December 3, 2020

Many of us have been asked, and many of us have asked others….”What is the right gun for me?”. The question has been asked ever since the advent of gunpowder,  and is nearly impossible to answer.  Handguns  are almost as individualistic as all of those who buy, carry, and use them, so believing in a “one-size-fits-all”  answer is both impossible and foolish.  One thing none of us ever needs on our conscience is knowing that information or suggestions we gave to someone turned out to be faulty…especially given the nature of the question itself.

With that in mind, some of us will actively help people simplify their decision, not by answering the question for the curious, but by taking the curious to where they can answer the question for themselves.  We will often allow someone to inspect our own collections, take them to the range, and give them a basic education, not only in the safe handling and operation of the firearm, but to help them determine a path for them to follow.  While this may be a great first step, many of us are not afforded with the luxury of having as many firearms as we would like and may not be able to help to the extent that we would like, simply because the firearms in our own collections were bought for us, for our needs, and for our particular comfort level.

I don’t have very many sub-compact firearms as they tend to be too small for me to handle comfortably, at least in the sense of an Every Day Carry.  That is not to say I don’t have a few, but not enough to assess whether the person I am helping will find one they like among my collection.  I might be able to find something for another person with hands the size of mine, or of a similar build, but I would be hard pressed to find something to accommodate someone of diminutive stature, or varying hand size or dexterity.  So where do I go from there?  I can take them to a gun store that has a rental program and let them fire as many different guns as they can afford to, but that still has drawbacks as many of these locations only offer a smaller variety of firearms to choose from.  Not many will be willing to set aside a huge portion of their inventory for “newbies” to get their hands on.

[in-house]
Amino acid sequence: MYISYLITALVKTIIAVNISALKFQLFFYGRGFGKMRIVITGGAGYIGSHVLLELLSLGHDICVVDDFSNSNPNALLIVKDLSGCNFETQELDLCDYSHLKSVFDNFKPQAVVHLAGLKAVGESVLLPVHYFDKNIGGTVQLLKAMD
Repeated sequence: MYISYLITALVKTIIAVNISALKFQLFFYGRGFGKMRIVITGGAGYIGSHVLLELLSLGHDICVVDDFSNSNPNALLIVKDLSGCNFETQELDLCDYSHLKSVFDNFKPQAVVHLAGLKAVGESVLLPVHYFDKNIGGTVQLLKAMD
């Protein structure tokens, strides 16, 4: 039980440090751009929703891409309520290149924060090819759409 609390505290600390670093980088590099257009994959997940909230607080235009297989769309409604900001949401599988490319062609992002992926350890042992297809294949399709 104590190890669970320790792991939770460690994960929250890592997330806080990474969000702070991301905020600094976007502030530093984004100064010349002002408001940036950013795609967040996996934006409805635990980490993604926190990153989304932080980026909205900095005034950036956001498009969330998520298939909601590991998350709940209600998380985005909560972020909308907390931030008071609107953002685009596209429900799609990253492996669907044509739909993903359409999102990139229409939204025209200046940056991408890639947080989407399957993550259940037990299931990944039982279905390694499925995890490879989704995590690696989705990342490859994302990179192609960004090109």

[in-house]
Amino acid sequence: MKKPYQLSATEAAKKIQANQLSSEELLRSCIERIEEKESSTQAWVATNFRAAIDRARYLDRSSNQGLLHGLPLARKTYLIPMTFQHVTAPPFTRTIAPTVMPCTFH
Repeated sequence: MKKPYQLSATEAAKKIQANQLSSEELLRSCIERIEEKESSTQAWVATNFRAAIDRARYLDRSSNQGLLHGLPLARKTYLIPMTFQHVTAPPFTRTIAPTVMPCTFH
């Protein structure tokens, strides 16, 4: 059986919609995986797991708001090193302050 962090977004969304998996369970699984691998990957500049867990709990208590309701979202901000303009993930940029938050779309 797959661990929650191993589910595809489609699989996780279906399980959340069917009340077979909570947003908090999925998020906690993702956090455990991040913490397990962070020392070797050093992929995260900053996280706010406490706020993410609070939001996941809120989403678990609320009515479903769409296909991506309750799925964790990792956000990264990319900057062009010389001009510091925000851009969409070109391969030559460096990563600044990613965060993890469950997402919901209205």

So what’s next?  Call my gun-toting buddies, ask them to load their collections into their trunks and head out to the range for the day? Sure, I can do that, but when my friends hit the range, they are more interested in sending rounds down range and not so much in sitting around watching one person try their gear.  Now, they will do it…but that’s a big favor to ask, especially when we consider they will be the ones at home that night cleaning up someone else’s burned powder residue.

Then there is my favorite alternative…The “TRY-A-GUN” program at my local Gun Club.  Every couple of months, a few of us get together and load up a variety of handguns that represent a wide field of choices. Everything from Micro 9mm’s to Hand Cannons, Full Size Polymer’s to Government 1911’s,   Peacemakers and Top Breaks, Derringers and Revolvers.  We try to cover the entire spectrum of available options, calibers, and actions.  Usually there are about 100 (or more) firearms to choose from, and with that kind of variety, there will be at least one type of handgun that will at least feel comfortable enough for that curious shopper to be pointed in the right direction…a direction that only THEY can choose.